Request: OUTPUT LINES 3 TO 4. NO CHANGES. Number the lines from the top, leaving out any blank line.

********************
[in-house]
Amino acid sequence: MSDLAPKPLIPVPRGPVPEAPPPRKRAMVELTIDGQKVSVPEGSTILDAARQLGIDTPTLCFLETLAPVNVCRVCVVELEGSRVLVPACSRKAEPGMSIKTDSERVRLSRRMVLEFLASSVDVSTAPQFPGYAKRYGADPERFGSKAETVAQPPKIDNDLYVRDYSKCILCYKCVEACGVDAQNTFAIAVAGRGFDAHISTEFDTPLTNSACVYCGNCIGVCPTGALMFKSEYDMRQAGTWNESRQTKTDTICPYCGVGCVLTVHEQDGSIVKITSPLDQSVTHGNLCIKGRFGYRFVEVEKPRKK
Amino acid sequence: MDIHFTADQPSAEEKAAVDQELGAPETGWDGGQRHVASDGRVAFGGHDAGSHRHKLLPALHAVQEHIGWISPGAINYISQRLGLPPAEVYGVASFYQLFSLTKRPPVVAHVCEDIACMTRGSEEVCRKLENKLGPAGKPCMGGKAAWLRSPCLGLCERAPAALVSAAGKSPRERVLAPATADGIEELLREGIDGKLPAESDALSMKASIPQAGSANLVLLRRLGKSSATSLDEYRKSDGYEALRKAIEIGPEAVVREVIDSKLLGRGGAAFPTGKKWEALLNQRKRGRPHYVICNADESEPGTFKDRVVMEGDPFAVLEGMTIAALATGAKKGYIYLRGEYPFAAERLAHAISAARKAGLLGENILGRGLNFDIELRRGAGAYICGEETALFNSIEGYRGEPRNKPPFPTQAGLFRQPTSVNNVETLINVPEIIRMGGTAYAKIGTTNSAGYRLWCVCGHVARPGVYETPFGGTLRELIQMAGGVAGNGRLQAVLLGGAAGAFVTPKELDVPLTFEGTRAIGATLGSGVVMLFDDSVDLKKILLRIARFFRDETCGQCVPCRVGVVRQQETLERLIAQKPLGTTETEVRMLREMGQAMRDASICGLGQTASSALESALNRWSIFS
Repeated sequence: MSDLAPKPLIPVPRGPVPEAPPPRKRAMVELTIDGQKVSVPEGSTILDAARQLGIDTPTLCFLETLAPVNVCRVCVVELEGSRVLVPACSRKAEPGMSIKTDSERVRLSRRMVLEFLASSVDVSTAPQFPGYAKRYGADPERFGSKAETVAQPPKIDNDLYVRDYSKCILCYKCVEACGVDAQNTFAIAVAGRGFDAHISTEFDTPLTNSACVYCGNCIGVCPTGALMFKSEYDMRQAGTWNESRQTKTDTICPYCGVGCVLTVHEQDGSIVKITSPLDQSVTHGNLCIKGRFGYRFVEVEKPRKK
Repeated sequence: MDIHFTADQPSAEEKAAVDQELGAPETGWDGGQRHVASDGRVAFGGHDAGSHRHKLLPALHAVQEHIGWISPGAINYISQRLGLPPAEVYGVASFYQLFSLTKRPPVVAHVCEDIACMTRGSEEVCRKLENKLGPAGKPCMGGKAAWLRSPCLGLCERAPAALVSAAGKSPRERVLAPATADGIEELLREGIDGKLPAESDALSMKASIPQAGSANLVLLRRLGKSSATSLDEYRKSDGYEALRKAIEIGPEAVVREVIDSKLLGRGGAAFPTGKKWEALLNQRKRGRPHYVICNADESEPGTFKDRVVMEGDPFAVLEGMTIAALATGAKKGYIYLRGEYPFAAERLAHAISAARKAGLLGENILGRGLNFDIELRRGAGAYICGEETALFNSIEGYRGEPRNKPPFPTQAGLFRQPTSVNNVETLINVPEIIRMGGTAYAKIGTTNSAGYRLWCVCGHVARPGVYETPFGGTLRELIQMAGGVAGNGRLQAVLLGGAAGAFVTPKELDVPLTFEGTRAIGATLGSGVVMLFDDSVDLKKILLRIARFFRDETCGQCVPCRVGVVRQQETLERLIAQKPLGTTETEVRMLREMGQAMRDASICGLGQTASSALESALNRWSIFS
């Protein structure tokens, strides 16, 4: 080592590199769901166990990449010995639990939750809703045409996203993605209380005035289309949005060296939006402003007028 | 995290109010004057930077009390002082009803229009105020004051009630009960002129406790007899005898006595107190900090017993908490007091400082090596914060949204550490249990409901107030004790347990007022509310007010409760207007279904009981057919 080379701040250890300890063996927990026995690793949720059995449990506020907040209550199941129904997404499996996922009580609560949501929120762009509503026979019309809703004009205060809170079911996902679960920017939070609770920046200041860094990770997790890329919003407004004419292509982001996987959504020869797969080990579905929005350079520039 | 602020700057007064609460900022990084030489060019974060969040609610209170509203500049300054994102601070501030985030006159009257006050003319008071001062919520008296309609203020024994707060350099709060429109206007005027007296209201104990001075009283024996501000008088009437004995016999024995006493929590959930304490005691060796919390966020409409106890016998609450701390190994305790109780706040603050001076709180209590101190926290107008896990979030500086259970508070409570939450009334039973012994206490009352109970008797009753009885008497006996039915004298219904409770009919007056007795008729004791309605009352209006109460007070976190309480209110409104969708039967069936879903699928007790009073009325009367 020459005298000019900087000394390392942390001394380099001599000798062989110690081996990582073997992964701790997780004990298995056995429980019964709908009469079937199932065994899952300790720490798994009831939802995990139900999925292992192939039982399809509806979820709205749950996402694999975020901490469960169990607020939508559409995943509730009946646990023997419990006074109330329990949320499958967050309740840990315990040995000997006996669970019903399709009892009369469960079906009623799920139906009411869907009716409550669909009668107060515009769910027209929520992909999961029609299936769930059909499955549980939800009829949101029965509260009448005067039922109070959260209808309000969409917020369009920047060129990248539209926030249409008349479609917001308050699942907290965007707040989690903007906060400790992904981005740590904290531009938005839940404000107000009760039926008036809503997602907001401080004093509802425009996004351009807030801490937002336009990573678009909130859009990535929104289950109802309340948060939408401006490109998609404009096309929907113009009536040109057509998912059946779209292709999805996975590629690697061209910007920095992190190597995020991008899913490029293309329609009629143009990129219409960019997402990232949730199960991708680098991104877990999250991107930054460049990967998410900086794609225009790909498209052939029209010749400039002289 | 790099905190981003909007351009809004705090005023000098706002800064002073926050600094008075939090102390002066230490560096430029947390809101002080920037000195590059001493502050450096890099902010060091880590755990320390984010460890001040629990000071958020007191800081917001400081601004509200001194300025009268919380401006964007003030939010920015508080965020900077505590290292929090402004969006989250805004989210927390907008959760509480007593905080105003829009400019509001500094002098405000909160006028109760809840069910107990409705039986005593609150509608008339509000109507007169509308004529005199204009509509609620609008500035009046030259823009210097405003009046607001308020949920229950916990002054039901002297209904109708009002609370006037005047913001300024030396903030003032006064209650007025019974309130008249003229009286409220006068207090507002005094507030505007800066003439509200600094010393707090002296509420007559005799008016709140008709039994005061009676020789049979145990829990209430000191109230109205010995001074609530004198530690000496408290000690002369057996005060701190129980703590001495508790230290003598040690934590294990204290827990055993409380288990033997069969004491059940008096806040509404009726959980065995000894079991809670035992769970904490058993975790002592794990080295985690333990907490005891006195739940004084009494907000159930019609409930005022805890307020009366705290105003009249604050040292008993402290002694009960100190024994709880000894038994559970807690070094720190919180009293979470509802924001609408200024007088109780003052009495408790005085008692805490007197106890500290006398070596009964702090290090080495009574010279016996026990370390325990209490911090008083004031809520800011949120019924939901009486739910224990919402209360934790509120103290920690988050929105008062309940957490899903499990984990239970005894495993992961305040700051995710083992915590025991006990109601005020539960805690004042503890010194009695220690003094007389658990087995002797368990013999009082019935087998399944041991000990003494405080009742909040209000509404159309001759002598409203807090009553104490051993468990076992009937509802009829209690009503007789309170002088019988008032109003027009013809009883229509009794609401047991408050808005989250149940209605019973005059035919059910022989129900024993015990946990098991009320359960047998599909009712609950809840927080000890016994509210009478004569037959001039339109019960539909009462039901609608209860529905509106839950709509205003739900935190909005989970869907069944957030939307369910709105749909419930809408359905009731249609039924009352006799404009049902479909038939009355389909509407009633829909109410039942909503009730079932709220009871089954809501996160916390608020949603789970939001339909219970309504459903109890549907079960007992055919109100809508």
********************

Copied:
Amino acid sequence: MDIHFTADQPSAEEKAAVDQELGAPETGWDGGQRHVASDGRVAFGGHDAGSHRHKLLPALHAVQEHIGWISPGAINYISQRLGLPPAEVYGVASFYQLFSLTKRPPVVAHVCEDIACMTRGSEEVCRKLENKLGPAGKPCMGGKAAWLRSPCLGLCERAPAALVSAAGKSPRERVLAPATADGIEELLREGIDGKLPAESDALSMKASIPQAGSANLVLLRRLGKSSATSLDEYRKSDGYEALRKAIEIGPEAVVREVIDSKLLGRGGAAFPTGKKWEALLNQRKRGRPHYVICNADESEPGTFKDRVVMEGDPFAVLEGMTIAALATGAKKGYIYLRGEYPFAAERLAHAISAARKAGLLGENILGRGLNFDIELRRGAGAYICGEETALFNSIEGYRGEPRNKPPFPTQAGLFRQPTSVNNVETLINVPEIIRMGGTAYAKIGTTNSAGYRLWCVCGHVARPGVYETPFGGTLRELIQMAGGVAGNGRLQAVLLGGAAGAFVTPKELDVPLTFEGTRAIGATLGSGVVMLFDDSVDLKKILLRIARFFRDETCGQCVPCRVGVVRQQETLERLIAQKPLGTTETEVRMLREMGQAMRDASICGLGQTASSALESALNRWSIFS
Repeated sequence: MSDLAPKPLIPVPRGPVPEAPPPRKRAMVELTIDGQKVSVPEGSTILDAARQLGIDTPTLCFLETLAPVNVCRVCVVELEGSRVLVPACSRKAEPGMSIKTDSERVRLSRRMVLEFLASSVDVSTAPQFPGYAKRYGADPERFGSKAETVAQPPKIDNDLYVRDYSKCILCYKCVEACGVDAQNTFAIAVAGRGFDAHISTEFDTPLTNSACVYCGNCIGVCPTGALMFKSEYDMRQAGTWNESRQTKTDTICPYCGVGCVLTVHEQDGSIVKITSPLDQSVTHGNLCIKGRFGYRFVEVEKPRKK